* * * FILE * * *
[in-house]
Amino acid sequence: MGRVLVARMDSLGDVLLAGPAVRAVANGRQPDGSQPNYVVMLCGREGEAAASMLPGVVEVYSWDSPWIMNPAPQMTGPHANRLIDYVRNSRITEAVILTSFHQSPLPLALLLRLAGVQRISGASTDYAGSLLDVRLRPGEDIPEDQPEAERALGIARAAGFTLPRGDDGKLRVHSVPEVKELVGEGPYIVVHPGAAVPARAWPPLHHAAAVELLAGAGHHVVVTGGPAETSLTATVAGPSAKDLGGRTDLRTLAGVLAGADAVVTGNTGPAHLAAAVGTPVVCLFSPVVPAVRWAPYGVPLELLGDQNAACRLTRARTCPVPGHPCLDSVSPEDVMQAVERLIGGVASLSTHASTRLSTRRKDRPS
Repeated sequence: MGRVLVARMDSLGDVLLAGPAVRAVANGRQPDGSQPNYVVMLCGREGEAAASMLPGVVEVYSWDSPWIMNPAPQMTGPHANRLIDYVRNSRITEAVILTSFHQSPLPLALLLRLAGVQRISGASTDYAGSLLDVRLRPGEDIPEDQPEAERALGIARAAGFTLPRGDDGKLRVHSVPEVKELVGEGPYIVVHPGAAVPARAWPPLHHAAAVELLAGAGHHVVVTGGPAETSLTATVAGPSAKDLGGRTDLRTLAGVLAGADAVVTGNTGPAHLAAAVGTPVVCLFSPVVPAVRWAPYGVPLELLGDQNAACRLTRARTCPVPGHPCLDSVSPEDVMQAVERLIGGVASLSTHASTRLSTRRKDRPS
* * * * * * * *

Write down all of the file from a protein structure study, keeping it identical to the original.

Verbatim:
[in-house]
Amino acid sequence: MGRVLVARMDSLGDVLLAGPAVRAVANGRQPDGSQPNYVVMLCGREGEAAASMLPGVVEVYSWDSPWIMNPAPQMTGPHANRLIDYVRNSRITEAVILTSFHQSPLPLALLLRLAGVQRISGASTDYAGSLLDVRLRPGEDIPEDQPEAERALGIARAAGFTLPRGDDGKLRVHSVPEVKELVGEGPYIVVHPGAAVPARAWPPLHHAAAVELLAGAGHHVVVTGGPAETSLTATVAGPSAKDLGGRTDLRTLAGVLAGADAVVTGNTGPAHLAAAVGTPVVCLFSPVVPAVRWAPYGVPLELLGDQNAACRLTRARTCPVPGHPCLDSVSPEDVMQAVERLIGGVASLSTHASTRLSTRRKDRPS
Repeated sequence: MGRVLVARMDSLGDVLLAGPAVRAVANGRQPDGSQPNYVVMLCGREGEAAASMLPGVVEVYSWDSPWIMNPAPQMTGPHANRLIDYVRNSRITEAVILTSFHQSPLPLALLLRLAGVQRISGASTDYAGSLLDVRLRPGEDIPEDQPEAERALGIARAAGFTLPRGDDGKLRVHSVPEVKELVGEGPYIVVHPGAAVPARAWPPLHHAAAVELLAGAGHHVVVTGGPAETSLTATVAGPSAKDLGGRTDLRTLAGVLAGADAVVTGNTGPAHLAAAVGTPVVCLFSPVVPAVRWAPYGVPLELLGDQNAACRLTRARTCPVPGHPCLDSVSPEDVMQAVERLIGGVASLSTHASTRLSTRRKDRPS